Welcome to our Research Group's webpage!
We are a group of human geneticists and computational biologists. We utilize cutting-edge analytic tools to address questions at the intersection of human medical and population genetics. These insights will be critical for future medical genetics studies and in practicing personalized medicine.
For new and current members of the group, please check out Lab Expectations and Resources here
10.2020: We are looking for a postdoc to join us through the T32 postdoctoral training fellowship shared between USC and University of Hawaii. This is a 2 year position with possibility to extend for a 3rd year. Interested applicant please see our posting on jobRxiv and reach out to Charleston for more details!
10.2020: Minhui published a new preprint on frequency differentiation of height-associated SNPs among global continental populations. In this manuscript we showed that by using height-associated SNPs ascertained from biobank GWAS we can be protected from any confounding due to residual stratification in GWAS summary statistics. We found that these height-associated SNPs exhibit significantly higher level of differentiation among African, European, and East Asian populations, consistent with a signature of polygenic adaptation. Any question or comment are welcomed!
9.2020: The consortium paper on trans-ethnic GWAS of blood cell traits in >700,000 individuals is out in Cell!. It was a fun collaboration where we contributed population genetic analyses to demonstrate the power of GWAS in diverse populations.
9.2020: Camellia was awarded the 2020 Provost Fellowship to conduct research in the lab for this school year. Congrats Camellia!
7.2020: Soyoung gave a lightning talk on her multi-ethnic GWAS on acute lymphoblastic leukemia (ALL) in the International Genetic Epidemiology Society (IGES) 2020 annual meeting. Her lightning talk and poster won one of the three Best Poster Awards. Congratulations Soyoung!
7.2020: Minhui's paper on using Biobank Japan GWAS to investigate polygenic adaptation in Sardinia and Europe is officially out in the July issue of American Journal of Human Genetics (free PDF through link available until 8.21.2020)!
6.2020: Sam and Sydney were funded on a Undergraduate Research Associates Program (URAP) over the summer to conduct research in constructing and analyzing polygenic risk scores for ALL!
6.2020: As we began the summer, two more students joined our group: Bryan Dinh, a Ph.D. student from CBB who just finished a rotation in the lab this Spring, and Camellia Rui, an undergraduate student from Mathematics at USC who will also be completing a progressive M.S. thesis in Biostats with us. Welcome Bryan and Camellia!
5.2020: We are looking for a postdoctoral fellow through the Taiwan-USC Postdoctoral Fellowship Program. Please see their website for eligibility and application process. If you are interested, contact Charleston to discuss about submitting an application.
5.2020: A preprint co-led by Hanxiao and Meng are posted on bioRxiv. This was the bulk of Hanxiao's M.S. thesis, where we investigated the impact of genetic ancestry on risk of complex traits in Native Hawaiians. It is important to note that while we estimated genetic ancestry, these estimates are not without errors at the individual levels, and are correlated with non-genetic factors such as culture, life-style, etc. So please see these tweets to interpret the results with caution!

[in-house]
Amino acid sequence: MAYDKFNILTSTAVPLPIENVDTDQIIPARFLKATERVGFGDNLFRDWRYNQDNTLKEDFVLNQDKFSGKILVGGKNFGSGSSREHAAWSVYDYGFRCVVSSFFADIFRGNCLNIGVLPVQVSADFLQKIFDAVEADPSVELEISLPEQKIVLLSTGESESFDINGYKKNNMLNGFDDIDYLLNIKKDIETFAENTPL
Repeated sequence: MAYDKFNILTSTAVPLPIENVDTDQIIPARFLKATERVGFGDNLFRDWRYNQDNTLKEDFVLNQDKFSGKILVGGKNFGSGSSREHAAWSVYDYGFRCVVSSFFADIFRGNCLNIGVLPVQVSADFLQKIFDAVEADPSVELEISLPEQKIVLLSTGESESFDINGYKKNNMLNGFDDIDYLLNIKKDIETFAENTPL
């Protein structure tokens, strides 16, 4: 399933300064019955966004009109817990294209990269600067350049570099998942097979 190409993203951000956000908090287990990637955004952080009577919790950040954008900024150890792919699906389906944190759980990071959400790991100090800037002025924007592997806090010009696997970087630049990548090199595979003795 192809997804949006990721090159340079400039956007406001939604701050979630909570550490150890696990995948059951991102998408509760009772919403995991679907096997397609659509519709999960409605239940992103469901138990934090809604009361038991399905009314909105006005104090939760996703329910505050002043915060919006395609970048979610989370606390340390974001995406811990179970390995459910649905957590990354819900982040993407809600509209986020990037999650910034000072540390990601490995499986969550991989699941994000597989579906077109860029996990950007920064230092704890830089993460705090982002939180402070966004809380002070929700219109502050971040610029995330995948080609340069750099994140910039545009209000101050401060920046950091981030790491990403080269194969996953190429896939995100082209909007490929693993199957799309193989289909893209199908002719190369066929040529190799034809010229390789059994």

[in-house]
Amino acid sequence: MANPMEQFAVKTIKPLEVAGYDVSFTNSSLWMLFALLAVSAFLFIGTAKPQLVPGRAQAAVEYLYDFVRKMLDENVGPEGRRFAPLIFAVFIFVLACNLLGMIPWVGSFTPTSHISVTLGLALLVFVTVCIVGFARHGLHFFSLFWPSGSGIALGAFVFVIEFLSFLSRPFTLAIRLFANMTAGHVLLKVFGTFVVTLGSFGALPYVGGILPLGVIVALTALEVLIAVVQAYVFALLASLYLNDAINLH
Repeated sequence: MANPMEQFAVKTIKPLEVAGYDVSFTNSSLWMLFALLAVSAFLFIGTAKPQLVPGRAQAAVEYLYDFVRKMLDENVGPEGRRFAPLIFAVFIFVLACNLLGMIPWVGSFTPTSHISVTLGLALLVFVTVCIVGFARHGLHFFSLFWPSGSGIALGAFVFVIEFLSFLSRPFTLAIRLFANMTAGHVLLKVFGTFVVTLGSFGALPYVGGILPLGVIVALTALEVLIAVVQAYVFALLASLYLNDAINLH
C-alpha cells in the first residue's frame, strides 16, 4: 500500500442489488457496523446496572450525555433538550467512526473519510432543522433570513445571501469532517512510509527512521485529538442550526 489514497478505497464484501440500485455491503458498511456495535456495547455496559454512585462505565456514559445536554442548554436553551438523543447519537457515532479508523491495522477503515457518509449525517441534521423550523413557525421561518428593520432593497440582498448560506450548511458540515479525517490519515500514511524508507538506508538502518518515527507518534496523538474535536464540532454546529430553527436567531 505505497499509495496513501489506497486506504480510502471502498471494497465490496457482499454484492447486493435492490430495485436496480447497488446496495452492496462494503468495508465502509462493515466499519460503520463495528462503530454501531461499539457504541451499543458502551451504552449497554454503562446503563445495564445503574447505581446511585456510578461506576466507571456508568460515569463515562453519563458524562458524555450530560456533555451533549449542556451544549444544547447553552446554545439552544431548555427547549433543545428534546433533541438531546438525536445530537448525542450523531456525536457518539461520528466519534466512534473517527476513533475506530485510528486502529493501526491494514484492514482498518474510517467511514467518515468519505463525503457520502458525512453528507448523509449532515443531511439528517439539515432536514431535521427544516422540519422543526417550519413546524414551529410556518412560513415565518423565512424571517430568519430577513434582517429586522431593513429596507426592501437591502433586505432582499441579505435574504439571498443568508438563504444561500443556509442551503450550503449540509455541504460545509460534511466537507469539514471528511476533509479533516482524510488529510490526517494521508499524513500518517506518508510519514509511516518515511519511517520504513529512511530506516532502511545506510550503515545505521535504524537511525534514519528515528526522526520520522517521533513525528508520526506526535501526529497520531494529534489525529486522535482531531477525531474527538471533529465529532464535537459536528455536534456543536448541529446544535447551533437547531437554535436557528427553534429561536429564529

5.2020: Caoqi presented a poster at Biology of Genomes (virtual) conference on his project a genealogical estimate of genetic relationships. Despite the challenges of not being able to see each other face to face, there were still good discussion!
4-5.2020: To keep the Center of Genetic Epidemiology cohesive during COVID-19, we are organizing a virtual seminar series via zoom with an amazing line-up of speakers from statistical, medical, and population geneticists. Please contact Charleston if you're interested to listen in.
1.2020: Charleston was invited to give a seminar at Department of Genetics, University of Georgia in Athens, GA. It is a department strong in evolutionary biology and filled with exciting research from its faculty and students!
1.2020: Sydney Rashid, an undergraduate student from Quantitative Biology has joined our group as a research assistant! Welcome Sydney!
10-11.2019: Minhui gave a short talk at Bay Area Population Genetics meeting (BAPG XVIII) on his preprint on polygenic adaptation and height. Meng also presented a poster on her preprint about CREBRF locus in Native Hawaiians at ASHG 2019 in Houston!
10.2019: A pair of preprints from the lab is posted on bioRxiv! These are the first two research papers from the group. One led by Minhui on polygenic adaptation of height associated loci in Europe and Sardinia, the other led by Meng on the CREBRF locus in Native Hawaiians in the Multiethnic Cohort. Feel free to get in contact if you have any comments or questions!
9.2019: As we start the new semester, the lab is also growing! This term we welcome three new members joining the lab: Caoqi (Ephraim) Fan (PhD student, CBB), Tsz Fung Chan (PhD student, Epidemiology, co-advised with Nick Mancuso), and Sam Sommerer (Undergraduate student, Quantitative Biology). Welcome Caoqi, Tsz Fung, and Sam!
9.2019: Charleston was invited to give a seminar at International Laboratory for Human Genome Research (LIIGH) in Queretaro, Mexico. It was an enjoyable visit to see an up and coming institute with a core of young and energetic faculty!
8.2019: Our manuscript on leveraging Finnish population history to improve power of rare variant association and to detect novel associations to quantitative cardiometabolic traits is published in Nature! This paper really exemplifies the utility to leverage populations of special population history in human medical genetics, which is the central theme of our research group moving forward!
Read our older news here.
The overarching theme of our research group is to use genetic approaches to understand how evolutionary forces shaped the genetic architecture of complex traits within and between populations. To this end, we have been involved in a number of past and ongoing medical genetics studies in mapping genetic loci underlying human complex traits. We are also continually interested in investigating the evolutionary forces, namely demography and selection, that shaped the pattern of genetic variability and phenotypic distribution. We are particularly interested in diverse, global human populations and our successes result from collaborating with innovative colleagues and thriving in resourceful consortiums. Read a more detailed description of our work here.
Charleston Chiang is the principal investigator of the group. He is a tenure-track Assistant Professor in the Department of Preventive Medicine at USC Keck School of Medicine and Department of Biological Sciences at USC Dornsife College of Letters, Arts, and Sciences. He is broadly interested in using genetic approaches to understand how natural selection and demographic history shaped the variations in complex traits within and between diverse human populations.
Previously, he was an NRSA postdoctoral fellow with Nelson Freimer and John Novembre at UCLA. Charleston received his Ph.D. in Genetics from Harvard University where he worked with Joel Hirschhorn.